As soon as you mention the idea of homeschooling, people get uncomfortable.
Some shut down, go silent, and give you a stare that quietly says, “I’ll keep listening, but you’re now officially crazy in my book.”
Others quickly object. They might say, “That’ll cause all kinds of social problems for your kid!” or maybe “That’ll be too much work!” or some other wonderful expression of disapproval.
Personally, I don’t have the same feelings. Although it’s still not really mainstream, a lot of folks are starting to realize that homeschooling does have its place.
We’re not homeschooling our daughter… yet.
However, if I was FIRE (financially independent / retire early) when my daughter was younger, I would have loved to go down the homeschooling route from the start.
Call me crazy, but I think there are a lot of benefits to homeschooling that you can’t get from a regular school.
The benefits of homeschooling
I’m definitely not an expert in homeschooling and won’t pretend to be. Although the idea has always intrigued me, we’ve never had the availability to try it.
However, from folks I’ve talked to and the reading I’ve done on the subject, it seems there are some definite benefits to homeschooling over traditional schooling.
Here are a few that I understand:
This is kind of a gimme. Obviously, if you’re bound to a physical building, you’re bound to the rules and proximity of that building.
But if you’re homeschooling, you have a lot more flexibility. First of all, you can teach your kids from wherever you decide to live or even on a vacation.
Maybe you decide to travel across the country (or world). Not being tied down to a physical building provides an opportunity to provide an education in one area one month and another the next.
You can also run your “school” hours on whatever days and times make the most sense for you.
Monday through Friday early morning until late afternoon doesn’t have to be a set schedule. Imagine being able to do fun things with your kids during the week when everyone’s at school or work. Then you could focus some of your time on the curriculum during weekends when the crowds are all out and about.
Moreover, this doesn’t have to be your schedule every week – just when it makes sense for you.
Just the right speed
Speaking of time, homeschooling can actually take a lot less time than traditional schooling.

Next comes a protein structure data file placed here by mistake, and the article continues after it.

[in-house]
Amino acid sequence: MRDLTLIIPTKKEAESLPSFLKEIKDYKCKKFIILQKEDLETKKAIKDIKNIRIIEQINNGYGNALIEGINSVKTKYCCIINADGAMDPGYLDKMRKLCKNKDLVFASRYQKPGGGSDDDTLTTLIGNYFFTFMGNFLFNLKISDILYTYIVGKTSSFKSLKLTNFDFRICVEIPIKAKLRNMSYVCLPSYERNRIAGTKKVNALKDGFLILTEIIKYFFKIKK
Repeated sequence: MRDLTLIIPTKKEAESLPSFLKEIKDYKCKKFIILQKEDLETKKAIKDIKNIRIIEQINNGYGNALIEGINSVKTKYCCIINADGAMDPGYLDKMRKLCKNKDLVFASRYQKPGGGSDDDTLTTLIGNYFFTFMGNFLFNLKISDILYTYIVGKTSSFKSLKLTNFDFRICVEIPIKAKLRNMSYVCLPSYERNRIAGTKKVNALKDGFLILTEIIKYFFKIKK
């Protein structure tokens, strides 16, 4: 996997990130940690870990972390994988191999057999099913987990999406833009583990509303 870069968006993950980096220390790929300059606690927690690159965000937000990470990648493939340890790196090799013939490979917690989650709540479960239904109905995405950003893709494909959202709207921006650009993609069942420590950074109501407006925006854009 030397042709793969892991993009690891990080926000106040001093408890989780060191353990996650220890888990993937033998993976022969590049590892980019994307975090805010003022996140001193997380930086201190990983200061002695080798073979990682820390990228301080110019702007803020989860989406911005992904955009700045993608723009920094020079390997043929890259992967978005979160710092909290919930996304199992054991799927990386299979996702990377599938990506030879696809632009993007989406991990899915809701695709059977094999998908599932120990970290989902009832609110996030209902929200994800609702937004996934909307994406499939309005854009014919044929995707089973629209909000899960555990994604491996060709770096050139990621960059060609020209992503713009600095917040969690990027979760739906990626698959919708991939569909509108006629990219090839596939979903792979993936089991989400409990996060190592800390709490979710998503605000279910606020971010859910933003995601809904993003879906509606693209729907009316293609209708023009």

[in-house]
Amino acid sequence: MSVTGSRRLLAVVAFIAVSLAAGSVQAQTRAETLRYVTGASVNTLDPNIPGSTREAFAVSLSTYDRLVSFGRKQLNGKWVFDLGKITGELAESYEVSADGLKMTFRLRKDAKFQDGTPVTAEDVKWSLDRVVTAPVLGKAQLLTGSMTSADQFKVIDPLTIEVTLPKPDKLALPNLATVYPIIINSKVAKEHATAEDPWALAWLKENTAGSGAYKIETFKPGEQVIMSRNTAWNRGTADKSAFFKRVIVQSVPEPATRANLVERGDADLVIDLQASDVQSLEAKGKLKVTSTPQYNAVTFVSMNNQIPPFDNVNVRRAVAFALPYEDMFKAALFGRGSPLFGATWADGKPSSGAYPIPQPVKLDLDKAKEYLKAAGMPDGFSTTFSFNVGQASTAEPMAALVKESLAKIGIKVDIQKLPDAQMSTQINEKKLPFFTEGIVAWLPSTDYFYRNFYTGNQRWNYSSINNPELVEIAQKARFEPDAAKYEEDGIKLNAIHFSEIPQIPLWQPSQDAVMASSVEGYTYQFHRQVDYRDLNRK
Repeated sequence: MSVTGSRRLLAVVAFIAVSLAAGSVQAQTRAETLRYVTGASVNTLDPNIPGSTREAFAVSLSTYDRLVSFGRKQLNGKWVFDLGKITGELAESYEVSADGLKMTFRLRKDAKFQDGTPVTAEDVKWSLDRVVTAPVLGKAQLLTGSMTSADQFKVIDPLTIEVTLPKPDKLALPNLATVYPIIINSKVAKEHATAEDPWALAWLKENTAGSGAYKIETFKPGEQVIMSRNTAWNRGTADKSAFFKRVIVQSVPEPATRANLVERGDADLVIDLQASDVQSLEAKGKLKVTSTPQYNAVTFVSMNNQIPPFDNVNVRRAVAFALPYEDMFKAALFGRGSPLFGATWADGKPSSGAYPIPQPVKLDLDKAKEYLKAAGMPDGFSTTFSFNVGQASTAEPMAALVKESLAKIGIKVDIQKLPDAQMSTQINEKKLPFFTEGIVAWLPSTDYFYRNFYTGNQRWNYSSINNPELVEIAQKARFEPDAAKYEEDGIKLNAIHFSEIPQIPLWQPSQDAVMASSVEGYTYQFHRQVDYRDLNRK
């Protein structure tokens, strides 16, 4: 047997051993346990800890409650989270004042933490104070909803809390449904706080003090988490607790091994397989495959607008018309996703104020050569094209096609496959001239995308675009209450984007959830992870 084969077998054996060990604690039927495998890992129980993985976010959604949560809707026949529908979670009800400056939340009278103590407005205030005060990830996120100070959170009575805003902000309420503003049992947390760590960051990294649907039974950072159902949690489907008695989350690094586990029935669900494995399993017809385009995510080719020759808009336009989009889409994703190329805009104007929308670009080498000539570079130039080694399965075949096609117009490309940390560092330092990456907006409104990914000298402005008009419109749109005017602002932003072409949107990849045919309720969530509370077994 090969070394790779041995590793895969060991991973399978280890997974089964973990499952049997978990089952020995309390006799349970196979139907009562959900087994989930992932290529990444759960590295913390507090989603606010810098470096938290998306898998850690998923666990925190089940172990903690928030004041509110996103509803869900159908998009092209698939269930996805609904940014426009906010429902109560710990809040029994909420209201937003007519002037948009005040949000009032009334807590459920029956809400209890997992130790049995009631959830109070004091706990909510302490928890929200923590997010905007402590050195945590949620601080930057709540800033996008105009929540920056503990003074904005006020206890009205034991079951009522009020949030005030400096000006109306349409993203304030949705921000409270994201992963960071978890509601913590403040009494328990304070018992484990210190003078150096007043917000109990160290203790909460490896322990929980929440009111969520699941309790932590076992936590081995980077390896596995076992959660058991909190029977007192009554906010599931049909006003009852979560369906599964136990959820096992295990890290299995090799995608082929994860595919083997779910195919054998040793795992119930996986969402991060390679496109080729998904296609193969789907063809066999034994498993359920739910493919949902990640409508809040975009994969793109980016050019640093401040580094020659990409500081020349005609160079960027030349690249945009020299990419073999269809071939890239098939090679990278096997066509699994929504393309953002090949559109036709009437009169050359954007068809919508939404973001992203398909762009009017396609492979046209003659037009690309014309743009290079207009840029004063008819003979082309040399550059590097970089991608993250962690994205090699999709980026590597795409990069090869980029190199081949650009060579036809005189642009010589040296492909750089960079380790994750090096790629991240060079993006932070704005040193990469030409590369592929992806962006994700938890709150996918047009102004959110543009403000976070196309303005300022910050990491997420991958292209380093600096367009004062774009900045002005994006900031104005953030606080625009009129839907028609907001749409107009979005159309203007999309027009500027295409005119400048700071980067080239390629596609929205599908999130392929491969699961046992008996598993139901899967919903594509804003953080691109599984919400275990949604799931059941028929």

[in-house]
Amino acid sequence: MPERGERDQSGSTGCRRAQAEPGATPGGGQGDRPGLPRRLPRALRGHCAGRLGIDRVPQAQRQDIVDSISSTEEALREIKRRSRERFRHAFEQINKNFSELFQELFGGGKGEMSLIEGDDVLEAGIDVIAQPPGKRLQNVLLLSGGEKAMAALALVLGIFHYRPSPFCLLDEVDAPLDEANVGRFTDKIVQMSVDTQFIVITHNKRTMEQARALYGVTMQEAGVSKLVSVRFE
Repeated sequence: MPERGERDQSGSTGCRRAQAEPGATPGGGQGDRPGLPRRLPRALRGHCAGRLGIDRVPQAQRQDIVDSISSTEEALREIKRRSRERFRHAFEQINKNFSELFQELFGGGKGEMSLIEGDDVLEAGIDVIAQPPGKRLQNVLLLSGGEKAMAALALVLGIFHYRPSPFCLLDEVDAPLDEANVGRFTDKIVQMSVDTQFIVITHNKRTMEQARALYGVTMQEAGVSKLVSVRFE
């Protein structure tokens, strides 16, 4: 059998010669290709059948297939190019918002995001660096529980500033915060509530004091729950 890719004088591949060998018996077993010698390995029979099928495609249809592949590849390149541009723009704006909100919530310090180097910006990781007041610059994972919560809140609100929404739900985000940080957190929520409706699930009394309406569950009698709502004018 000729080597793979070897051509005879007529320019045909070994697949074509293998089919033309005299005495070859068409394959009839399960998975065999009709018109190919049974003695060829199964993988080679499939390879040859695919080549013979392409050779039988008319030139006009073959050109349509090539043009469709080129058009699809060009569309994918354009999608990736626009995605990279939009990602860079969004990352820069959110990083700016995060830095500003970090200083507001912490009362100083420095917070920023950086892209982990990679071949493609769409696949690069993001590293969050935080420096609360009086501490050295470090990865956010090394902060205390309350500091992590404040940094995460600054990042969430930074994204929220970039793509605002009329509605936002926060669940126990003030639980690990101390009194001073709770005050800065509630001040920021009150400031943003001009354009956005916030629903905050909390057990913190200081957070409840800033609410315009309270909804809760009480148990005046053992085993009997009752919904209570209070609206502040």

Why? Because you’re teaching just your kid. That means you can teach at a speed that works for him or her. You can breeze through the subjects that your child is good at and spend more time working on the areas where more help is needed.
In other words, you gain efficiency by your child learning at a speed that’s optimal for him or her.
That could mean less time necessary on the required curriculum. That doesn’t mean that you have to stop teaching there – it just means you’re done with the official stuff they need to learn.
Have you ever had your kid come home not understanding something they were taught in school? That sucks as you try to familiarize yourself with what was taught and figure out what’s going on… and that’s assuming they tell you they didn’t understand something in the first place.
But that’s the nature of a school – teachers always have several students to teach. It’s true that some schools have a smaller ratio of kids to teachers than others do, but it’s always going to be a one-to-many relationship.
That works most of the time, but it’s not as streamlined as it could be in a one-on-one relationship.
When you’re teaching your own kid, you have the ability to stop and focus on problem areas that your child needs more help with. That means their education has the potential to be more effective than it could be otherwise.
Field trips and culture
Sure, most schools have field trips but imagine how much more you could do with homeschooling. You could take your kids on even more trips to different places and have the chance to teach them on a more informal basis.
If you’re in a different region of the world, you also have an opportunity to actually get out more during the day and immerse your kids in the local culture. This can be a tremendous opportunity that most kids will never have a chance to experience!
I’m not going to beat around the bush on this one – these school shootings are getting to be too common of an occurrence. It’s crushing and it really seems that nothing is being done to even try to remedy the problem.
I know the odds of something like this happening in my daughter’s school are small, but I struggle with it regardless. And unfortunately, there’s really nothing you can do to protect them. I get that you can’t shelter ’em forever, but that doesn’t mean it can’t scare the #$%^ out of me either.
Homeschooling cons and fallacies
As soon as folks hear the word “homeschooling”, the first thought they tend to have is that the kid’s going to have social problems. They figure that if the kid isn’t in a traditional school, they’ll never get to hang out with other kids.
I don’t know about you, but when I was a kid, we all just hung out with everyone on the street. It didn’t matter what school the kids went to or even what grade they were in – we all just played and had fun.
I’m already seeing the same thing with our daughter. She hangs out with kids on our street that don’t go to her school or that she doesn’t regularly see at school. In other words, school isn’t the only place to talk and play with other kids.
Additionally, when we were in Nueva Gorgona for vacation in Panama, my daughter made friends with a bunch of other kids. Here’s a picture of her hanging out with a girl who didn’t even speak a lick of English!